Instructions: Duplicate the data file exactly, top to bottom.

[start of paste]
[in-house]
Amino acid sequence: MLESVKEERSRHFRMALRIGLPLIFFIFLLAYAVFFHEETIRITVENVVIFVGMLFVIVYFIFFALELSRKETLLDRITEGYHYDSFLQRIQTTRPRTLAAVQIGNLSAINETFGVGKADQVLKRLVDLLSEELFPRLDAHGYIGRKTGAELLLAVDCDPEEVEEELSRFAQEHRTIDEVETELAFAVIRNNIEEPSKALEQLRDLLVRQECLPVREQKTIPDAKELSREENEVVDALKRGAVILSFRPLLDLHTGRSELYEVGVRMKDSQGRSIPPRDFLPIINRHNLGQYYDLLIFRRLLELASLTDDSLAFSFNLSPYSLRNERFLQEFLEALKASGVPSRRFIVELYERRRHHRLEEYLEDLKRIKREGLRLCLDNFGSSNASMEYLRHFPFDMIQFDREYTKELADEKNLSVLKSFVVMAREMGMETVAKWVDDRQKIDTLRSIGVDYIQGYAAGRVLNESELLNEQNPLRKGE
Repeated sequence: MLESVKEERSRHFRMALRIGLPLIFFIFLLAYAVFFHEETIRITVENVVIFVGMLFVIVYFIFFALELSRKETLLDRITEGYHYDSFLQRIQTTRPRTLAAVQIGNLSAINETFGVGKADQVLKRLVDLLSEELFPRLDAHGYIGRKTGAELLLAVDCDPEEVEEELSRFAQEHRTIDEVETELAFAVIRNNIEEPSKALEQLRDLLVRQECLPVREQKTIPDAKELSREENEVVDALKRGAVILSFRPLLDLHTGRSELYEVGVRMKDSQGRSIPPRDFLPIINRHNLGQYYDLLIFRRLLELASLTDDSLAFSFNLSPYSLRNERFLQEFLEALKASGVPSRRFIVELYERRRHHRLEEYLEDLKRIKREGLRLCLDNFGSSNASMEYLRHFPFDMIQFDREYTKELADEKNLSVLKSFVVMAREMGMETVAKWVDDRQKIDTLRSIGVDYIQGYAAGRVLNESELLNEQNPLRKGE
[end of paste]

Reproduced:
[in-house]
Amino acid sequence: MLESVKEERSRHFRMALRIGLPLIFFIFLLAYAVFFHEETIRITVENVVIFVGMLFVIVYFIFFALELSRKETLLDRITEGYHYDSFLQRIQTTRPRTLAAVQIGNLSAINETFGVGKADQVLKRLVDLLSEELFPRLDAHGYIGRKTGAELLLAVDCDPEEVEEELSRFAQEHRTIDEVETELAFAVIRNNIEEPSKALEQLRDLLVRQECLPVREQKTIPDAKELSREENEVVDALKRGAVILSFRPLLDLHTGRSELYEVGVRMKDSQGRSIPPRDFLPIINRHNLGQYYDLLIFRRLLELASLTDDSLAFSFNLSPYSLRNERFLQEFLEALKASGVPSRRFIVELYERRRHHRLEEYLEDLKRIKREGLRLCLDNFGSSNASMEYLRHFPFDMIQFDREYTKELADEKNLSVLKSFVVMAREMGMETVAKWVDDRQKIDTLRSIGVDYIQGYAAGRVLNESELLNEQNPLRKGE
Repeated sequence: MLESVKEERSRHFRMALRIGLPLIFFIFLLAYAVFFHEETIRITVENVVIFVGMLFVIVYFIFFALELSRKETLLDRITEGYHYDSFLQRIQTTRPRTLAAVQIGNLSAINETFGVGKADQVLKRLVDLLSEELFPRLDAHGYIGRKTGAELLLAVDCDPEEVEEELSRFAQEHRTIDEVETELAFAVIRNNIEEPSKALEQLRDLLVRQECLPVREQKTIPDAKELSREENEVVDALKRGAVILSFRPLLDLHTGRSELYEVGVRMKDSQGRSIPPRDFLPIINRHNLGQYYDLLIFRRLLELASLTDDSLAFSFNLSPYSLRNERFLQEFLEALKASGVPSRRFIVELYERRRHHRLEEYLEDLKRIKREGLRLCLDNFGSSNASMEYLRHFPFDMIQFDREYTKELADEKNLSVLKSFVVMAREMGMETVAKWVDDRQKIDTLRSIGVDYIQGYAAGRVLNESELLNEQNPLRKGE